Photo of the Taj Mahal in India, along with the surrounding landscaping

If we change the image cropping though? Again, different story

Cropped photo of Taj Mahal in India with some of the landscaping

Yes, these examples are obvious ones, but the rules apply nonetheless when you are setting up any shot. When in doubt, ask yourself what you like to look at and go with that. Trust the human eye, your eye, to find what looks good. We all have it wired into us, the key thing is just to be aware of it. Shoot with a purpose!

Couple other things to consider, general rules if you will - Shooting from a high angle makes you look small, and powerless. Low angle makes you look big and powerful. Eye level is seen as equals, and perhaps most intimate. Oh yeah, and nobody logs onto social media to watch content where your crotch is center frame (unless that is the whole point, no judgement of course). Make sure the eyes go where you want them to … tasteful discretion. Be aware of camera placement!


Lighting is perhaps the single biggest thing you can do to make your content look higher budget. Now, rather than type out a full explanation, I would like to take this time to shamelessly plug our Youtube Channel where I have put together a video which explains it all:

For those of you who do not have lighting like we do, feel free to sub out our lighting setup with simple table-side lamps. One behind, one at a 45 degree angle. Though it's not exactly perfect, I can definitely get the job done on a budget/ in a pinch. There is obviously a reason we invest in the gear we do, but that's not to say you cannot accomplish something similar without it.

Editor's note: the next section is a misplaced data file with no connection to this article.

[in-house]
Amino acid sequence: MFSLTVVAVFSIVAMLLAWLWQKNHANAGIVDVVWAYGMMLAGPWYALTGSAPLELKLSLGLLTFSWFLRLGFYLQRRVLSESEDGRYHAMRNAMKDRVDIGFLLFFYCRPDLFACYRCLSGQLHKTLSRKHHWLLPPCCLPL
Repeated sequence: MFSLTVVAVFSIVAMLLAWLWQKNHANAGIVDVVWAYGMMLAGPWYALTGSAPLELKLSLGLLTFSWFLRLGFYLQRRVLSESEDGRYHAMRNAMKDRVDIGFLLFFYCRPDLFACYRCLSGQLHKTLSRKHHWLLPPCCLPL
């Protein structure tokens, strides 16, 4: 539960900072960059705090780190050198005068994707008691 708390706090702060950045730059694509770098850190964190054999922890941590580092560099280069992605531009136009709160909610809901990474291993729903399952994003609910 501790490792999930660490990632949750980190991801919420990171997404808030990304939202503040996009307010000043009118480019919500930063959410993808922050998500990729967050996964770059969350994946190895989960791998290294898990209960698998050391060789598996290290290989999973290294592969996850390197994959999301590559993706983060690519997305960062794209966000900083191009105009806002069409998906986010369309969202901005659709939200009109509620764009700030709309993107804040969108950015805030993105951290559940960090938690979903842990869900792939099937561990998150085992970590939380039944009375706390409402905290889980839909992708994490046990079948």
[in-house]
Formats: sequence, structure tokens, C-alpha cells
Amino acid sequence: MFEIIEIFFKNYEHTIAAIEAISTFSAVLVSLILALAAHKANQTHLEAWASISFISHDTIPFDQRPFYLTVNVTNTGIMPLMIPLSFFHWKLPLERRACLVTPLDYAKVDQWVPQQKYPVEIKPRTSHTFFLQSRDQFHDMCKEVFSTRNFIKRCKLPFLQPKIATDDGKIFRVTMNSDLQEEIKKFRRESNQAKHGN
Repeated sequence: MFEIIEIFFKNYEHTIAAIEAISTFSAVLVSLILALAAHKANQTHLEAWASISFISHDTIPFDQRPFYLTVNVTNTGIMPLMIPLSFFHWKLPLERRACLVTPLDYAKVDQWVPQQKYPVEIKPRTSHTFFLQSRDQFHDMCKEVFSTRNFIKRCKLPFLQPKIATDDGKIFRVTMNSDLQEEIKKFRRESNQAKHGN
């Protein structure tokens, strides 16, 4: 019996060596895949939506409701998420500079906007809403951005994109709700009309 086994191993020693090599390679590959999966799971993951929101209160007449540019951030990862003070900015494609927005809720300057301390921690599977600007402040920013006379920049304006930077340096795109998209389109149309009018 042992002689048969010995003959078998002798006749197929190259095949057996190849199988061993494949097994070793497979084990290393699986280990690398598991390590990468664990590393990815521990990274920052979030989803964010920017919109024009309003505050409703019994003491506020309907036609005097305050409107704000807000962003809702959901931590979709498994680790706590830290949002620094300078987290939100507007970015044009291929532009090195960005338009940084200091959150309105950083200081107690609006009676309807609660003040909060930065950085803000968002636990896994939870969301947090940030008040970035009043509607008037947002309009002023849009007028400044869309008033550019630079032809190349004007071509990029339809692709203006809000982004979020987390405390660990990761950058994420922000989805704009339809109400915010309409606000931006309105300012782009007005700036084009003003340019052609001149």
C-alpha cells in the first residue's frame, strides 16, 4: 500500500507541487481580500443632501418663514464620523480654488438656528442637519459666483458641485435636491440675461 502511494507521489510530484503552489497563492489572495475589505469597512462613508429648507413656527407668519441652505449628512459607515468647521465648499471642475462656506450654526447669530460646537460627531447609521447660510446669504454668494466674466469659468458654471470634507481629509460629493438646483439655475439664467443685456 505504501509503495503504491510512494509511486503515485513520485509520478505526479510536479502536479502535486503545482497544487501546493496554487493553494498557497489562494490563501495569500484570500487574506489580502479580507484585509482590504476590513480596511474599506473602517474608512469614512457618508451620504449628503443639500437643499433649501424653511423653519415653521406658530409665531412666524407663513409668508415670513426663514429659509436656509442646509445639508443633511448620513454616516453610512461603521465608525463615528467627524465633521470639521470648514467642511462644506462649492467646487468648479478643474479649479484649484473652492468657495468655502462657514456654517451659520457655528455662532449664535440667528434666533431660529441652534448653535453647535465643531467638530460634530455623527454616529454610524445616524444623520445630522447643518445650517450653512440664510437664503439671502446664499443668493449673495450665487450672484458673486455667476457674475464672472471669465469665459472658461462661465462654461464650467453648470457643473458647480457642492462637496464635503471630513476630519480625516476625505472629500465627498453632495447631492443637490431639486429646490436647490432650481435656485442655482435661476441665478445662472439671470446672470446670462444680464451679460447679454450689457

Lastly, turn out the “house lights”, the ones in the room you’re filming in, is a huge factor. Overhead lighting will create some nasty and unflattering shadows on your face, and the more we can control the better. A big part of successfully lighting a scene is choosing where not to light. Shadows give us depth. Depth gives us that cinematic feel.

Truth be told, I have never been one to keep information withheld as I do not believe it right to do so. If there are any questions, please feel free to comment below or contact me through social media/ email which I will attach below. That being said, keep these tips in mind and your content production value will take off overnight. I guarantee it.

About David MacDonald

David MacDonald is a local videographer/content creator located in Winnipeg, who runs Strangers Media Co and is a huge supporter of local music in Winnipeg, and around the world. In addition to being an avid traveller (not so much lately unfortunately), Dave is also an avid Arizona Cardinals fan. You can find his body of work in the following places: Instagram: @Davemac.jpg OR @Strangersmediaco | YouTube: Strangers Media Co